Late in the summer of 2011, archaeologists examining the site of the Battle of Lützen discovered a mass grave thought to contain up to 175 soldiers. The battle between the Protestant forces of King Gustav II Adolf of Sweden and the Catholic Habsburg imperial army led by Czech General Albrecht von Wallenstein took place over four hours in the afternoon of November 16 (according to the Gregorian calendar used by the Catholic Holy Roman Empire and us; November 6 according to the Julian calendar used by the Protestant Swedes), 1632. Although the battle was one of the bloodiest of the Thirty Years’ War, claiming the life of Gustav II Adolf (commissioner of the ill-fated Vasa warship) and 6,000 to 9,000 other men, no bodies have been found before.
Archaeologists have already excavated a third of the 1.1 million square meter (3.6 million square foot) field and have discovered thousands of artifacts from the battle. They’ve taken a more high-tech approach to the recovery of the human remains, however. To excavate the mass grave under ideal conditions, without interference from bad weather, hooligans, and environmental contaminants, the entire grave, all 452 square feet and 55 tons of it, was cut out of the earth by heavy machinery. The solid block of soil and human remains was split in two to make it easier to transport, then carried on flatbed trucks to the laboratory of the Saxony-Anhalt State Office for Heritage Management and Archaeology 45 minutes away in Halle.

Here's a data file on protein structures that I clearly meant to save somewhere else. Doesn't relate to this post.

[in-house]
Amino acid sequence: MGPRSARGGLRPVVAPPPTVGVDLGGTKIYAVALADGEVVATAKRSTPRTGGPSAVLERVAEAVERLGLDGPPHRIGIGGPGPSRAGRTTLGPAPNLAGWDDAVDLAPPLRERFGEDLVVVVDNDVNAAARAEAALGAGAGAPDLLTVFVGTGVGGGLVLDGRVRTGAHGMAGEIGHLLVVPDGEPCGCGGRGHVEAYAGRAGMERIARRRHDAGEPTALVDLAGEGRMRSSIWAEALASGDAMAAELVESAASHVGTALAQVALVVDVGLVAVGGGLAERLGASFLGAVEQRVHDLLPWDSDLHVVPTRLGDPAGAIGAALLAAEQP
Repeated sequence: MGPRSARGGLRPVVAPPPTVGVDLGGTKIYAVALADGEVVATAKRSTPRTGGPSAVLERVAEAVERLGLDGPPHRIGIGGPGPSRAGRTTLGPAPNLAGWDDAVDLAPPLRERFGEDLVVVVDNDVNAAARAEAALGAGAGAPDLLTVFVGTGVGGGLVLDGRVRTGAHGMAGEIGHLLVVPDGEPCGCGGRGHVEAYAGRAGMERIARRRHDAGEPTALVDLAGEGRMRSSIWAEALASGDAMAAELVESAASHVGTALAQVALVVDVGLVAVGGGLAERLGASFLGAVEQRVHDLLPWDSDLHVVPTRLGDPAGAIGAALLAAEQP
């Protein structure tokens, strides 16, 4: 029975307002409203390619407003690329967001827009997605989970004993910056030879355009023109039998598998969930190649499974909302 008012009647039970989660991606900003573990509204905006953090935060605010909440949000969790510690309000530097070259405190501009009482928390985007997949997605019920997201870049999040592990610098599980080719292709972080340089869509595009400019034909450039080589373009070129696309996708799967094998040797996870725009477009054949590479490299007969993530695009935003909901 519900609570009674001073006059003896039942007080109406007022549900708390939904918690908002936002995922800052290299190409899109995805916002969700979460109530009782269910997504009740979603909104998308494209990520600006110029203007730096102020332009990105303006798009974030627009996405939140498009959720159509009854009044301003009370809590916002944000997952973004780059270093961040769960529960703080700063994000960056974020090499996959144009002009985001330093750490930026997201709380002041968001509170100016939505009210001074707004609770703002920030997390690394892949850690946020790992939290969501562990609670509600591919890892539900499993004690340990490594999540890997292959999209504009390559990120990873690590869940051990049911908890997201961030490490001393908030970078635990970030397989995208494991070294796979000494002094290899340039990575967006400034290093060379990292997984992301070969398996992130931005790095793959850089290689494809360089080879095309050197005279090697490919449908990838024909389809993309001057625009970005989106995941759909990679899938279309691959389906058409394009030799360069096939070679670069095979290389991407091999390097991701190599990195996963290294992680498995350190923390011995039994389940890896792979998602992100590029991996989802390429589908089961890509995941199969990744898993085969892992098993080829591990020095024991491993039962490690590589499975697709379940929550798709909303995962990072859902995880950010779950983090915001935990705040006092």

At first archaeologists estimated there were around 75 bodies buried naked, unarmed, close together in layers. After months of close examination in the lab that estimate has more than doubled, but they’re still in the early stages of excavation and only 20 bodies have been unearthed thus far, one layer from one of the blocks. They were indeed buried naked, without weapons or personal effects, close together with their legs facing each other.
It was the people of Lützen who removed the dead from the battlefield and buried them carefully on the side of the road. The soldiers who survived the battle were immediately shipped off to the next battle. The job was so overwhelming the townspeople asked soldiers in the nearby garrison of Weissenfels to help them. The field and adjacent area is probably dotted with mass graves like this one.
Scientists are hoping they’ll be able to determine the nationality of the dead. Soldiers from Scotland, England, Croatia, Germany, Austria, Finland and Sweden all fought in the battle. Strontium isotope analysis on their bones will hopefully provide information on their recent travels, and strontium isotope analysis on their teeth will shed light on where they spent their childhoods. Osteological examination has already returned evidence of perimortem injuries, like skull fractures and a lead bullet recovered from a pelvic bone.
The Battle of Lützen was in theory a Protestant victory. Wallenstein’s imperial forces left the field to the armies of the Swedish King who accomplished their primary goal of stopping the Catholic advance into Saxony. However, the Catholics lost fewer men and most saliently, they didn’t lose their leader. Gustavus Adolphus’ death left the Protestant forces confused and demoralized, leaving the French to take the dominant role in the anti-Hapsburg alliance. The war went on for another 16 years until the Peace of Westphalia finally put an end to it in 1648.
The spot on the Lützen battlefield where King Gustav II Adolf fell was marked by a granite boulder the day after the battle. It’s called the Schwedenstein, or Swedes’ Stone, and is still marking the spot today.